At a Glance
- The ISS National Lab education team is releasing a new Space Station Explorers Kit for students in grades 3–8.
- The free Kit includes hands-on space-themed activities that are engaging, use low-cost supplies, and align with national education standards for STEM.
- The Kit is designed for both traditional classroom settings and nontraditional learning environments.
- Meaningful early learning is crucial in engaging and empowering future generations to excel in STEM fields, and the ISS is an ideal and unique asset in promoting effecting science education and inquiry-based learning.
This week at the National Conference on Science Education in St. Louis, the International Space Station (ISS) National Lab education team is releasing a new Space Station Explorers Kit: a space-themed activity guide for students in grades 3–8. Designed for both traditional classroom settings and nontraditional learning environments such as afterschool programs, camps, and museums, the Kit requires only low-cost supplies and is aligned with national education standards for science, technology, engineering, and mathematics (STEM).
Today’s society is saturated with technology, and the digital revolution places more knowledge at our fingertips than ever before. Empowering the next generation with the skills they need to understand, participate in, and even formulate new ideas in STEM fields is critical for success in tomorrow’s workforce. Learning is no longer about just understanding past discoveries and the laws that govern the world around us—it is about developing the intellectual skills needed to take fundamental principles and apply them to new, unfamiliar situations in a rapidly evolving knowledge and innovation landscape.
For STEM education, this revolution is particularly challenging. Many students lose interest in STEM fields by middle school, and for decades the U.S. has fallen behind other countries with respect to student performance in STEM. Captivating student interest often requires fresh and exciting topics, and asking students to integrate knowledge in complex ways (rather than merely understand facts) often requires experiential learning that can be cost prohibitive.
The ISS is an ideal and unique asset in promoting effecting science education and inquiry-based learning. Space inspires students with its global nature and through human instinct to explore the unknown. The ISS National Lab and its Space Station Explorers consortium offer students the opportunity to program robots on the ISS, select targets for Earth photography, perform ground controls in parallel with space-based experiments in areas such as plant biology, and even design and launch their own experiments involving myriad STEM topics.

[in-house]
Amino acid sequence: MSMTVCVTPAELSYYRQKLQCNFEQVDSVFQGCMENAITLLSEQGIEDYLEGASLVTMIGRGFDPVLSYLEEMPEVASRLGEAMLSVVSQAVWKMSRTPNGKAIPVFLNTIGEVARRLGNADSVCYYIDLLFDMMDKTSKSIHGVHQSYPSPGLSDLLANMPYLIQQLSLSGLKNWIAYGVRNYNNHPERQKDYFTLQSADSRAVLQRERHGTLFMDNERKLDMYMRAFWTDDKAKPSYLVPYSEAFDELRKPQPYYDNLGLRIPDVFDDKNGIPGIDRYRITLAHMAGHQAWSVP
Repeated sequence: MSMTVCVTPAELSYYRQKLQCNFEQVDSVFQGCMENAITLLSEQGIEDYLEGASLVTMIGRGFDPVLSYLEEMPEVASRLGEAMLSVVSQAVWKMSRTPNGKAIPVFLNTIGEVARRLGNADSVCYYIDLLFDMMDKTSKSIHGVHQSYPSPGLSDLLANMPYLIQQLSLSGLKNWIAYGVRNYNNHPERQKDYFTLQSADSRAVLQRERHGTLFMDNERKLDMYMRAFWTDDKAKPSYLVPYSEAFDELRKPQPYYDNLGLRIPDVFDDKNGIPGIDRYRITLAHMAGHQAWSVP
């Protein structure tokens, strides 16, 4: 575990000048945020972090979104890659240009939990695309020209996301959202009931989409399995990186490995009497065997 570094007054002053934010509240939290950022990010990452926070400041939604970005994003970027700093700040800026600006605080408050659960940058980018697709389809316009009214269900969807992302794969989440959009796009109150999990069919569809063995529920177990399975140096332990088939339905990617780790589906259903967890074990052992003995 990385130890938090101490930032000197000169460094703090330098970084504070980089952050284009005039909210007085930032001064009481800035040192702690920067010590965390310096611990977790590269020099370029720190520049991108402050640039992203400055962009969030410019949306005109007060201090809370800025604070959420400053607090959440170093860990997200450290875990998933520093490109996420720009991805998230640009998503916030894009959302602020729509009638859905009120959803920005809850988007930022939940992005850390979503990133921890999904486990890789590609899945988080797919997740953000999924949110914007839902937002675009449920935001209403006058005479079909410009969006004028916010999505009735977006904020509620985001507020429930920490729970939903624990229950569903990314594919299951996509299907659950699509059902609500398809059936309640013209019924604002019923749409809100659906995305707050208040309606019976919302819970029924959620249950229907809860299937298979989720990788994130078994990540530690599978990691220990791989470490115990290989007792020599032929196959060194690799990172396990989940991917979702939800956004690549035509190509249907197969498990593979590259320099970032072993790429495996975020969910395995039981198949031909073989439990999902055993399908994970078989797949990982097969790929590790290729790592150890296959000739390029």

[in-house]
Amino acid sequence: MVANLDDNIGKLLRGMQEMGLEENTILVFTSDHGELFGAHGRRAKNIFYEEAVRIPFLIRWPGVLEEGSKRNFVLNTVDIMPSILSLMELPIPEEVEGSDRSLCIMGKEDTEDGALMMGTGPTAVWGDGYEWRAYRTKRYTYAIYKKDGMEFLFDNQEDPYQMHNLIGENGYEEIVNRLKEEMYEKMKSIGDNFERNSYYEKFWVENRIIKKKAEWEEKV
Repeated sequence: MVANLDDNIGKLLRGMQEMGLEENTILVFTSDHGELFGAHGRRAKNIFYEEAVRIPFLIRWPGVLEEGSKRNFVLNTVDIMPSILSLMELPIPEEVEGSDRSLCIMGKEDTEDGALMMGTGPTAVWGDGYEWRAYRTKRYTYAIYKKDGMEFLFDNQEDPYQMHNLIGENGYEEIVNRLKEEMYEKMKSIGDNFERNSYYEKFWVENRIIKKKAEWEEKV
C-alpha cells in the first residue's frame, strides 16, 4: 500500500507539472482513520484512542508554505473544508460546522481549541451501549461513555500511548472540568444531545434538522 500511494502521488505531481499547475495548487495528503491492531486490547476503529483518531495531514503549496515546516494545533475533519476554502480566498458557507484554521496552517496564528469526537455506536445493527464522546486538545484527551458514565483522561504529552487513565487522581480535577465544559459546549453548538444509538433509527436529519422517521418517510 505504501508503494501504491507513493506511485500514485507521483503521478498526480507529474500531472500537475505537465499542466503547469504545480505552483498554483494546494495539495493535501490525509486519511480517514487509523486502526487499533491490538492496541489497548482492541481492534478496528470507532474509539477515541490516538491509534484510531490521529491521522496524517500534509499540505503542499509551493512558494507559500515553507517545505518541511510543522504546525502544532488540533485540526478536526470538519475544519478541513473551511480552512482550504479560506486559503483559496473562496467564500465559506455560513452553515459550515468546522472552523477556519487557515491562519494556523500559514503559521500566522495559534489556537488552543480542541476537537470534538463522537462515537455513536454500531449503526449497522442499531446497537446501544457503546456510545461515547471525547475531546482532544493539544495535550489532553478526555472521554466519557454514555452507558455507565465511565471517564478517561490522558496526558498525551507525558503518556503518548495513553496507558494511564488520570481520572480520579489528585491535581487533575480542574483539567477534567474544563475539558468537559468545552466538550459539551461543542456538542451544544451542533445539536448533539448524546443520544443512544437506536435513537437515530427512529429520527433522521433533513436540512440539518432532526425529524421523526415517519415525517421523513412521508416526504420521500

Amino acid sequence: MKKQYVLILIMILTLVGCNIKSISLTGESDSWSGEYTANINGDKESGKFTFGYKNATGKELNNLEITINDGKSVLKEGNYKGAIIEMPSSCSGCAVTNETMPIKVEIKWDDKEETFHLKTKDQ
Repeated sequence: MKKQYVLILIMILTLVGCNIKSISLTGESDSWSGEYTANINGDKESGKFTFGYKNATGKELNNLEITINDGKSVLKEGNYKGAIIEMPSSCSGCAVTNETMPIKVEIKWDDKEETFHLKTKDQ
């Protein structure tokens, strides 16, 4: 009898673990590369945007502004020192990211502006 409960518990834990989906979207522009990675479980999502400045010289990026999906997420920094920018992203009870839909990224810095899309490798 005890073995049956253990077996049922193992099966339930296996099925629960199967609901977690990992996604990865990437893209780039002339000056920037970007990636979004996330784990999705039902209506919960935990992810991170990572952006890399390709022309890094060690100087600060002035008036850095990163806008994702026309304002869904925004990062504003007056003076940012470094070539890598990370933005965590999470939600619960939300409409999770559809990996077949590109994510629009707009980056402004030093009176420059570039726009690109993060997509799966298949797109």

The Space Station Explorers Kit is a tool to help educators overcome these challenges with its hands-on, low-cost activities and engaging space content. This year’s theme for the National Conference on Science Education is “Champions for Science Education,” which makes it an ideal venue for rollout of a new product that enables teachers to excite and teach STEM concepts to a critical age group. The conference program is focused around five themes, or “strands,” all of which are central to the power of the new Space Station Explorers Kit.
- Three-Dimensional Grand Slam – The Next Generation Science Standards are built on the concept of 3D learning—integrating science and engineering practices with crosscutting concepts and disciplinary core ideas to explain phenomena or design solutions to problems. The new Kit includes, among other activities, an iterative exercise for building and testing rockets, which embodies the essence of engineering design.
- Phenomena: Gateway to Learning – Using phenomena to improve the student experience is a well-established method of increasing understanding and retention of lessons. One example is project-based learning, which is the basis of all activities in the new Kit.
- Jazzing Up Science with Cross-Curricular Connections – Enriching science instruction by incorporating elements from other content areas also improves student performance, and the new Kit notes cross-curricular connections with the Common Core Standards. It also suggests extension activities and additional resources, many of which are interdisciplinary.
- Confluence of Equity and Education – Socioeconomic and demographic factors continue to influence student success in STEM fields, and one way to combat this is to lower materials costs for hands-on learning activities and empower role models in nontraditional educational settings with teaching tools to augment classroom instruction. The new Kit meets both of these requirements.
The National Conference on Science Education is held annually by the National Science Teachers Association, which is celebrating its 75th anniversary this year. Excitingly, the ISS National Lab is not the only space-themed participant at the conference. Space will be already well represented at the event by keynote speaker Scott Kelly, retired astronaut and 50% of the subject pool for NASA’s famed Twins Study, which studied the effects of one year in space on genetics, metabolism, and other key health indicators between Scott and his twin brother Mark who remained on Earth.
Any approach for preparing our youth to be competitive in a future global economy must include steps to maximize their STEM literacy. We must train and coach our youth in how to assess the legitimacy of science facts in the digital age, adapt to growing technology advancements in the workplace, and achieve their full intellectual potential. Engaging and empowering future generations to excel in STEM begins with meaningful early learning—and the ISS National Lab is excited to be sharing a new addition to today’s education toolkit that will be accessible and engaging for students across the U.S.